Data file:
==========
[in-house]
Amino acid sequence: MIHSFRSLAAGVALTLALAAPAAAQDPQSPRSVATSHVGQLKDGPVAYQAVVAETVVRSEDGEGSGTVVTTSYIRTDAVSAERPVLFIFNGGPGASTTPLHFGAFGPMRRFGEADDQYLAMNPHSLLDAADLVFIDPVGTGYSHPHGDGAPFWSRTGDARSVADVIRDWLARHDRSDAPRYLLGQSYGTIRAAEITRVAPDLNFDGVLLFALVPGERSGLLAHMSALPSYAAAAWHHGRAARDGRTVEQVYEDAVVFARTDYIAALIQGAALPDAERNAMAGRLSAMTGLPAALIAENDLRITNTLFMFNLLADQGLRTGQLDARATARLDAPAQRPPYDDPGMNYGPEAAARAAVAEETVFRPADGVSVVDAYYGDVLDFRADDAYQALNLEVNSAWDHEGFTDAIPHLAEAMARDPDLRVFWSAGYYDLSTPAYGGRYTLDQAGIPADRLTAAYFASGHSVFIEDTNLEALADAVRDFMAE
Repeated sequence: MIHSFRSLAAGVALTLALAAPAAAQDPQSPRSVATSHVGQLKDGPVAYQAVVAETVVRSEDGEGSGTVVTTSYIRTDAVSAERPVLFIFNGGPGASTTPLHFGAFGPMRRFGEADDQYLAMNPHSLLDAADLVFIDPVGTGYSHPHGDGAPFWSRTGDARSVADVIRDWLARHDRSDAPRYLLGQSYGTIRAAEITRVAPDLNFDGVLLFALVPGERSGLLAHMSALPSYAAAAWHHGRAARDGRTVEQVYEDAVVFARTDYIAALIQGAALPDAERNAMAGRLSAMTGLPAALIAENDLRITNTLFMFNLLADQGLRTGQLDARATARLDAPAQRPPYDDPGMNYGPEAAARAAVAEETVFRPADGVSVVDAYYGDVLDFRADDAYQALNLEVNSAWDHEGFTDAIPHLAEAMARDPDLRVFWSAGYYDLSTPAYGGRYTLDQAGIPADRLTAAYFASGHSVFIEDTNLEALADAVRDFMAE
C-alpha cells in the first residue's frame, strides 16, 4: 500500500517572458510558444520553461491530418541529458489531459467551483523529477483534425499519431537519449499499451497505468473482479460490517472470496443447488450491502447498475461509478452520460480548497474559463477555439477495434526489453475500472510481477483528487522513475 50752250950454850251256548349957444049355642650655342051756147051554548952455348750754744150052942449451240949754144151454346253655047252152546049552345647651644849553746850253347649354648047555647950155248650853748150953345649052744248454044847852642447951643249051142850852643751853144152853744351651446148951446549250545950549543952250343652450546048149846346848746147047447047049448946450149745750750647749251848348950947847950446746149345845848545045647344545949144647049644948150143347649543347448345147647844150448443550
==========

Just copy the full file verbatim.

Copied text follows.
[in-house]
Amino acid sequence: MIHSFRSLAAGVALTLALAAPAAAQDPQSPRSVATSHVGQLKDGPVAYQAVVAETVVRSEDGEGSGTVVTTSYIRTDAVSAERPVLFIFNGGPGASTTPLHFGAFGPMRRFGEADDQYLAMNPHSLLDAADLVFIDPVGTGYSHPHGDGAPFWSRTGDARSVADVIRDWLARHDRSDAPRYLLGQSYGTIRAAEITRVAPDLNFDGVLLFALVPGERSGLLAHMSALPSYAAAAWHHGRAARDGRTVEQVYEDAVVFARTDYIAALIQGAALPDAERNAMAGRLSAMTGLPAALIAENDLRITNTLFMFNLLADQGLRTGQLDARATARLDAPAQRPPYDDPGMNYGPEAAARAAVAEETVFRPADGVSVVDAYYGDVLDFRADDAYQALNLEVNSAWDHEGFTDAIPHLAEAMARDPDLRVFWSAGYYDLSTPAYGGRYTLDQAGIPADRLTAAYFASGHSVFIEDTNLEALADAVRDFMAE
Repeated sequence: MIHSFRSLAAGVALTLALAAPAAAQDPQSPRSVATSHVGQLKDGPVAYQAVVAETVVRSEDGEGSGTVVTTSYIRTDAVSAERPVLFIFNGGPGASTTPLHFGAFGPMRRFGEADDQYLAMNPHSLLDAADLVFIDPVGTGYSHPHGDGAPFWSRTGDARSVADVIRDWLARHDRSDAPRYLLGQSYGTIRAAEITRVAPDLNFDGVLLFALVPGERSGLLAHMSALPSYAAAAWHHGRAARDGRTVEQVYEDAVVFARTDYIAALIQGAALPDAERNAMAGRLSAMTGLPAALIAENDLRITNTLFMFNLLADQGLRTGQLDARATARLDAPAQRPPYDDPGMNYGPEAAARAAVAEETVFRPADGVSVVDAYYGDVLDFRADDAYQALNLEVNSAWDHEGFTDAIPHLAEAMARDPDLRVFWSAGYYDLSTPAYGGRYTLDQAGIPADRLTAAYFASGHSVFIEDTNLEALADAVRDFMAE
C-alpha cells in the first residue's frame, strides 16, 4: 500500500517572458510558444520553461491530418541529458489531459467551483523529477483534425499519431537519449499499451497505468473482479460490517472470496443447488450491502447498475461509478452520460480548497474559463477555439477495434526489453475500472510481477483528487522513475 50752250950454850251256548349957444049355642650655342051756147051554548952455348750754744150052942449451240949754144151454346253655047252152546049552345647651644849553746850253347649354648047555647950155248650853748150953345649052744248454044847852642447951643249051142850852643751853144152853744351651446148951446549250545950549543952250343652450546048149846346848746147047447047049448946450149745750750647749251848348950947847950446746149345845848545045647344545949144647049644948150143347649543347448345147647844150448443550